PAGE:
Budget: Revisiting Growth versus Equity debate


Government policy makers and economists worldwide have always debated the issue of growth
versus equity. The fundamental question being,

“Should the government place more emphasis on growth target of per capita income that will
trickle down to the lower sections of the society over a period of time, OR,
emphasize on more equitable growth that takes away scarce resources from investment towards
developmental objectives such as increased education, health care and other reforms?”

For policy makers the difference lies in setting targets in terms of sectoral growth rates for
agriculture, industry, services vis-à-vis setting targets in terms of social indicators like
employment and education.

The debate stems from an important statistical relation between income per capita and Gini
coefficient, demonstrated by the Nobel Laureate Simon Kuznets in 1955. The Kuznet’s curve
demonstrated that there is a short term trade-off between per capita income growth and
inequality, until the economy reached a threshold level of income which allows the government
to focus more on developmental objectives and increase government expenditure on social
sectors. However, empirical evidence in recent years has been mixed and the high growthinequality relationship is not borne out in many cases like Latin America which shows low
growth with high inequality during 1994 as opposed to East Asian economies which had high
growth coexisting with low inequalities. Hence, the success of an economy is a function of the
government’s policy mix regarding growth and developmental goals.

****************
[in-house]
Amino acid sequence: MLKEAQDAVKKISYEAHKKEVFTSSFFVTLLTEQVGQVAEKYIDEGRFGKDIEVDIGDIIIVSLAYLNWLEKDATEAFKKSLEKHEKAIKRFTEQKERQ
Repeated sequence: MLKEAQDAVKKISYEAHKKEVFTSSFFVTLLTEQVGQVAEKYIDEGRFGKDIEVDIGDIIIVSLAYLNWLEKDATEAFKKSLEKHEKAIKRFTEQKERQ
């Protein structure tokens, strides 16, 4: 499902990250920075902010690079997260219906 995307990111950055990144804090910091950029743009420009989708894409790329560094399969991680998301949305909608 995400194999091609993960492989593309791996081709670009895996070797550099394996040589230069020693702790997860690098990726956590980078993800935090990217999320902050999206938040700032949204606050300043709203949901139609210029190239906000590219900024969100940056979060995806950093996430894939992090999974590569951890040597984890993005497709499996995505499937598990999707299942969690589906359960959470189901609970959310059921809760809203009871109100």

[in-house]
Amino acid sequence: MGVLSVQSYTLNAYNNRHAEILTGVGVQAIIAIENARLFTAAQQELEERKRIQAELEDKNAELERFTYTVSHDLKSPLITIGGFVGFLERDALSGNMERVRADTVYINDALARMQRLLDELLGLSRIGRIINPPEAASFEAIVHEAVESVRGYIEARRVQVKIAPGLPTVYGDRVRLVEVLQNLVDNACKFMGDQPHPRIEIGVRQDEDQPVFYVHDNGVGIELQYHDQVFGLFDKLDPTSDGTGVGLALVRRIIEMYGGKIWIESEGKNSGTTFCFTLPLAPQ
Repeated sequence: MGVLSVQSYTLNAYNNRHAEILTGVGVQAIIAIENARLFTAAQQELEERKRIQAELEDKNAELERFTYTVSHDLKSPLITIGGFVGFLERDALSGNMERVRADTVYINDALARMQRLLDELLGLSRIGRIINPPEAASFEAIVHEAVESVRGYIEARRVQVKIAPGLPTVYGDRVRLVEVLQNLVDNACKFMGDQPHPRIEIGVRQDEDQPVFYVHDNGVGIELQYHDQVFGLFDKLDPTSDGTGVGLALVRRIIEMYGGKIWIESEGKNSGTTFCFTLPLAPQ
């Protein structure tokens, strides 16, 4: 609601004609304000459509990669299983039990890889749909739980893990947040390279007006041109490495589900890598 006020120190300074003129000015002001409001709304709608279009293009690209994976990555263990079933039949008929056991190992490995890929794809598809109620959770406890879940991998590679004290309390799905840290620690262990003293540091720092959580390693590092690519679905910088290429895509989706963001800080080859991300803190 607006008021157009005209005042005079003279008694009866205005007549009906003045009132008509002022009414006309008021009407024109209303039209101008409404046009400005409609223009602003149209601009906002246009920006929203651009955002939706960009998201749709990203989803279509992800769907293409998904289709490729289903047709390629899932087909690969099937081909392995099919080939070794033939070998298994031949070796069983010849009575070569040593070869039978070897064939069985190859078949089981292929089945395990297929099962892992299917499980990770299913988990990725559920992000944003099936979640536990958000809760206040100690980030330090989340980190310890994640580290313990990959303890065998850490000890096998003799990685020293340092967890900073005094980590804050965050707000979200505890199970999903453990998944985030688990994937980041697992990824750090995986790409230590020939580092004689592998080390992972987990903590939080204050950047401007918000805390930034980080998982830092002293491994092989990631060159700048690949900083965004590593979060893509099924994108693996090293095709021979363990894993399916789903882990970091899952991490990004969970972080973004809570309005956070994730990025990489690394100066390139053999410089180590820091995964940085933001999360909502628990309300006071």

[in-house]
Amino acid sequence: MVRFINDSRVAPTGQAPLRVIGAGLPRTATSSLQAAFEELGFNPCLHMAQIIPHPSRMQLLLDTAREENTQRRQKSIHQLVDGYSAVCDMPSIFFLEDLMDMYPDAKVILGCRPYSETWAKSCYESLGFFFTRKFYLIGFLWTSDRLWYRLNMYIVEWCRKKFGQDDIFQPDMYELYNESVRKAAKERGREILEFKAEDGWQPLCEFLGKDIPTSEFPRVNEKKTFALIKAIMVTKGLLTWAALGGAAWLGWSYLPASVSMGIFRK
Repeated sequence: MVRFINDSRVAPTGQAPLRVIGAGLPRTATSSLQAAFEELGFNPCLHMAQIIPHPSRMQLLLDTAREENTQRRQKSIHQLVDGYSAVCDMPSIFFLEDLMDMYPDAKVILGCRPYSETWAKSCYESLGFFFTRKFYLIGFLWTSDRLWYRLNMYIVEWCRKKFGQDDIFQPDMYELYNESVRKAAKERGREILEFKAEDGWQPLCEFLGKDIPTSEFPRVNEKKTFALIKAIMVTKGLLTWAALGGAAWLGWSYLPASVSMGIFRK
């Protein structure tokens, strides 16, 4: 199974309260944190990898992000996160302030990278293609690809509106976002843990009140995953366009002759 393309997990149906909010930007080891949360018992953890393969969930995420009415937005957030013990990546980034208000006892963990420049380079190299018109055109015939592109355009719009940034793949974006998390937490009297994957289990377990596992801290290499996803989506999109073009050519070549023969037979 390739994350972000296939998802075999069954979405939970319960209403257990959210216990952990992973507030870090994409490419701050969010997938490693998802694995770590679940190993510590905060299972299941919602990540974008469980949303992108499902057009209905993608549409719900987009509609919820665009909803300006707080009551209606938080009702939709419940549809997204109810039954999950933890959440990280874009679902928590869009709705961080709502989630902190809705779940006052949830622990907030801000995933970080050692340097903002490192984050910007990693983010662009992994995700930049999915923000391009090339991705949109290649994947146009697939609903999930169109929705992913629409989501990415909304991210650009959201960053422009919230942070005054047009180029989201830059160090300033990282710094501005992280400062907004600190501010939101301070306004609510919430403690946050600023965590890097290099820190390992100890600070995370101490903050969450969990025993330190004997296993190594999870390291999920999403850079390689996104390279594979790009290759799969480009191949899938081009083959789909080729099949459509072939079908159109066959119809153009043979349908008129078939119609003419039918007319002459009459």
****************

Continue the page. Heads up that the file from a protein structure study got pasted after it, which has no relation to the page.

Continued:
In order for the fiscal stimulus to put the economy on its growth path the government has to roll out specific measures with regard to disinvestment. Do not crowd out private sector investment by competing for investment funds and raising interest rates. Do not increase inflation leading to appreciation of currency and flight of capital.Viewed in this perspective. increased spending on infrastructure attracts private investment in rural sections of the society opening up employment opportunities and increased agricultural credit encourages greater private consumption. However. 2. India’s high fiscal deficit brings back the question of tradeoff between growth and equity once again. The emphasis is on higher public spending to stimulate private consumption. if they 1. Fiscal deficit is not a bad thing per se if the expenditures are within targeted levels. This is a welcome strategy as research has shown that higher public spending in areas like education equips people with skills and increases labor force participation rates. Only difference is that the tradeoff now is not between growth and equity but between growth and fiscal deficit because of the huge proportions it has attained thanks to limited revenue generation. the budget in the past laid greater emphasis on developmental goals to achieve what it calls a more “inclusive growth to achieve growth through equitable development. . removing anomalies with respect to administered pricing through subsidy reforms and investment incentives in agriculture related services and environmental friendly projects. investments in farm productivity.